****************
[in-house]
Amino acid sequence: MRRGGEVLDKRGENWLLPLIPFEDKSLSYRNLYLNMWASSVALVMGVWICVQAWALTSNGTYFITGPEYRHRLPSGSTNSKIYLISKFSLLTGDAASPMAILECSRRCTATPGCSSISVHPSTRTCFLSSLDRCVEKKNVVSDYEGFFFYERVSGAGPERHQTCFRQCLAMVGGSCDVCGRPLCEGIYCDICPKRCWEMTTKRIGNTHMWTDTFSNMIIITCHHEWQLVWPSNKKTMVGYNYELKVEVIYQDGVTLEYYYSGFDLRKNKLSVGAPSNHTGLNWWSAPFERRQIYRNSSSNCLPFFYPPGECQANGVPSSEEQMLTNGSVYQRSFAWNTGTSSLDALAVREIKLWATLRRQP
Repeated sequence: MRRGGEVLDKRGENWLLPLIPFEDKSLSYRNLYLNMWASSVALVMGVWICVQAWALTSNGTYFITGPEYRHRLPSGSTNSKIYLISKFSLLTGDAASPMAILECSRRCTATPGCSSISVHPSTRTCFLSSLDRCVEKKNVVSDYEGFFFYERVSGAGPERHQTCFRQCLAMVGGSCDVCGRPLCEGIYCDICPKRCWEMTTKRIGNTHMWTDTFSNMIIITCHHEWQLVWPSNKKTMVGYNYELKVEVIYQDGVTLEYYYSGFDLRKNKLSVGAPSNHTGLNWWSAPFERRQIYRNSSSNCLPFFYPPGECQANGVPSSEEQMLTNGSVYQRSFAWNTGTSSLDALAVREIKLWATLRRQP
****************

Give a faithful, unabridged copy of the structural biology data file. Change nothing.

[in-house]
Amino acid sequence: MRRGGEVLDKRGENWLLPLIPFEDKSLSYRNLYLNMWASSVALVMGVWICVQAWALTSNGTYFITGPEYRHRLPSGSTNSKIYLISKFSLLTGDAASPMAILECSRRCTATPGCSSISVHPSTRTCFLSSLDRCVEKKNVVSDYEGFFFYERVSGAGPERHQTCFRQCLAMVGGSCDVCGRPLCEGIYCDICPKRCWEMTTKRIGNTHMWTDTFSNMIIITCHHEWQLVWPSNKKTMVGYNYELKVEVIYQDGVTLEYYYSGFDLRKNKLSVGAPSNHTGLNWWSAPFERRQIYRNSSSNCLPFFYPPGECQANGVPSSEEQMLTNGSVYQRSFAWNTGTSSLDALAVREIKLWATLRRQP
Repeated sequence: MRRGGEVLDKRGENWLLPLIPFEDKSLSYRNLYLNMWASSVALVMGVWICVQAWALTSNGTYFITGPEYRHRLPSGSTNSKIYLISKFSLLTGDAASPMAILECSRRCTATPGCSSISVHPSTRTCFLSSLDRCVEKKNVVSDYEGFFFYERVSGAGPERHQTCFRQCLAMVGGSCDVCGRPLCEGIYCDICPKRCWEMTTKRIGNTHMWTDTFSNMIIITCHHEWQLVWPSNKKTMVGYNYELKVEVIYQDGVTLEYYYSGFDLRKNKLSVGAPSNHTGLNWWSAPFERRQIYRNSSSNCLPFFYPPGECQANGVPSSEEQMLTNGSVYQRSFAWNTGTSSLDALAVREIKLWATLRRQP